The only way for Ford to survive longer than Mulally’s stay is for the company to develop a good system for choosing management and workers. It seems to me like almost every time Ford has a major problem it can be traced back to the Ford family, or choices they made in other staffs. For example, Henry’s keeping the Model T too long even as others in the company were begging him to update the thing), Bunkie Knudsen being hired over Iacocca and doing damage to the Mustang in the ’70s, Bill Ford’s greenlighting all the SUVs we’re seeing today, etcetera.

  • avatar
    rocket

    I will NEVER buy another Ford.
    I got burned by the Taurus too.
    I had the 3.8L and the headgaskets blew, the trans slipped and it leaked steering fluid, bad breakes. Terrible car.

    Taurus killed Ford 10 years ago.
    I think Ford is already dead, but it´s like in one of those Horror movies where the zombie just keeps walking around for a few more days before actually dropping to the ground.

    P.S.-I fixed my Ford, I got a Chevy :)

  • avatar
    James2

    After experiencing the 1980 Mustang, a world-class POS, my dad said he would never buy another Ford.

    However…

    As part of his job, he bought company cars and one of them was a 1992 Taurus wagon. He liked it so much that he bought it from the company. A few years later he gave the wagon to a friend and bought a 1996 Taurus wagon from the company.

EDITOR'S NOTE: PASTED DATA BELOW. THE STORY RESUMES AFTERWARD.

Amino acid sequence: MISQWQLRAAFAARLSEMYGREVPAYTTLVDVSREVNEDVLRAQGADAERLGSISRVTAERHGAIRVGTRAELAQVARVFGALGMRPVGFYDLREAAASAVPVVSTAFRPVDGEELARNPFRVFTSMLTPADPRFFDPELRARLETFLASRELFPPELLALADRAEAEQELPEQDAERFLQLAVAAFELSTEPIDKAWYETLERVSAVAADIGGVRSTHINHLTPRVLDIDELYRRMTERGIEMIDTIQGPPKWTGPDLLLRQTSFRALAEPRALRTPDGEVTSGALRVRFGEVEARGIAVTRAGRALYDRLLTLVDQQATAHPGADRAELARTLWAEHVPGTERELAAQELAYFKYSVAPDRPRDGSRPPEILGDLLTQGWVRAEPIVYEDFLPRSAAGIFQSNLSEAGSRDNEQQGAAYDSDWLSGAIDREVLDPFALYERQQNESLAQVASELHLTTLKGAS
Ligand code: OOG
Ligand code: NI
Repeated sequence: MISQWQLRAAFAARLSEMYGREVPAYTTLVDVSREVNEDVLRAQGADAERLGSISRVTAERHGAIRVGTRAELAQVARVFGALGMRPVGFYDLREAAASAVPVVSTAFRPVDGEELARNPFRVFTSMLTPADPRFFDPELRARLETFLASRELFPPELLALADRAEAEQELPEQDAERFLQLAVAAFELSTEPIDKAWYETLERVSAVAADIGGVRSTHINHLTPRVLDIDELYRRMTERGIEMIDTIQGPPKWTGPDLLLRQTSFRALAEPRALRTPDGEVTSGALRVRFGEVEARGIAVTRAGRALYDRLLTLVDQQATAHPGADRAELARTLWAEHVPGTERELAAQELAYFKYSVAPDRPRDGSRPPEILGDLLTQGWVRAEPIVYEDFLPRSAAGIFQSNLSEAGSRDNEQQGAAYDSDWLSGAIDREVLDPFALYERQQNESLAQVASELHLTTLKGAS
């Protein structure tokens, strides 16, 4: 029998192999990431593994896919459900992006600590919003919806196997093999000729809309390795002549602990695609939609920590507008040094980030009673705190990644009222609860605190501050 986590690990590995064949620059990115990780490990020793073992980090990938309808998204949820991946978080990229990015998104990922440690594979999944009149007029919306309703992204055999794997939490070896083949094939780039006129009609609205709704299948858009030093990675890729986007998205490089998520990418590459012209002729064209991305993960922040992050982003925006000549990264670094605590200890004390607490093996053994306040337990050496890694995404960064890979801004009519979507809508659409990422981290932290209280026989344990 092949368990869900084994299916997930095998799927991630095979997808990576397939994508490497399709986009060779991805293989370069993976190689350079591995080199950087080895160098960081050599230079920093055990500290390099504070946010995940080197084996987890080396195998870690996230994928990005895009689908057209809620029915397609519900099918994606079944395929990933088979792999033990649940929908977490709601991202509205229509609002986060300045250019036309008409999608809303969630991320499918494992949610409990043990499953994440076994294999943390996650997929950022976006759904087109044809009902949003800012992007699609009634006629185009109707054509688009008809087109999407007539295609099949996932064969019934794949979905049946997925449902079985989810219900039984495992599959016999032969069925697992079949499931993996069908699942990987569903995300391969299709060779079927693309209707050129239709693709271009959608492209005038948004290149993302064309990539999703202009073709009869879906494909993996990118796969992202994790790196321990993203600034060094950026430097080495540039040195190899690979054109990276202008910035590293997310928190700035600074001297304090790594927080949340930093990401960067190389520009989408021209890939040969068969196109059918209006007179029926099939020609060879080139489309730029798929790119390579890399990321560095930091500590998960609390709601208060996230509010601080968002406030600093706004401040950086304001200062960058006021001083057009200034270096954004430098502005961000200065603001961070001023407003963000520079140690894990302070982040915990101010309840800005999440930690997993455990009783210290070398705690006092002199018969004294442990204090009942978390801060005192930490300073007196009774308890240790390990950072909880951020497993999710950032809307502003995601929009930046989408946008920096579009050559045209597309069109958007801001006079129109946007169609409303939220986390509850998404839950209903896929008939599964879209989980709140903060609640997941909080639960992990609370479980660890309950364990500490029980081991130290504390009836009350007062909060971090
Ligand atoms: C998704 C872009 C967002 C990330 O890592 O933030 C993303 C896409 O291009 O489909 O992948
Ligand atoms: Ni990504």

To me, the 1996 Taurus was a lousy car from a fit-and-finish perspective, and it felt like the 3.0-liter Vulcan V6 had pistons made of heavy lead, this engine just didn’t like to rev.

    Anyway… the moral of the story is times change and the product improves, if incrementally.

  • avatar
    FromBrazil

    As others have said, I agree that Ford has the best chance of surviving the current mess. As other have also said, Ford must focus on their products, continuously and over an extended period, guaranteeing reliability. I think that they don’t need to be the best at anything but they MUST be in the top three slots of any category we use to compare cars (performance, economy, design, technology, price etc.). In short, they need well-rounded, well-thought, well-executed cars.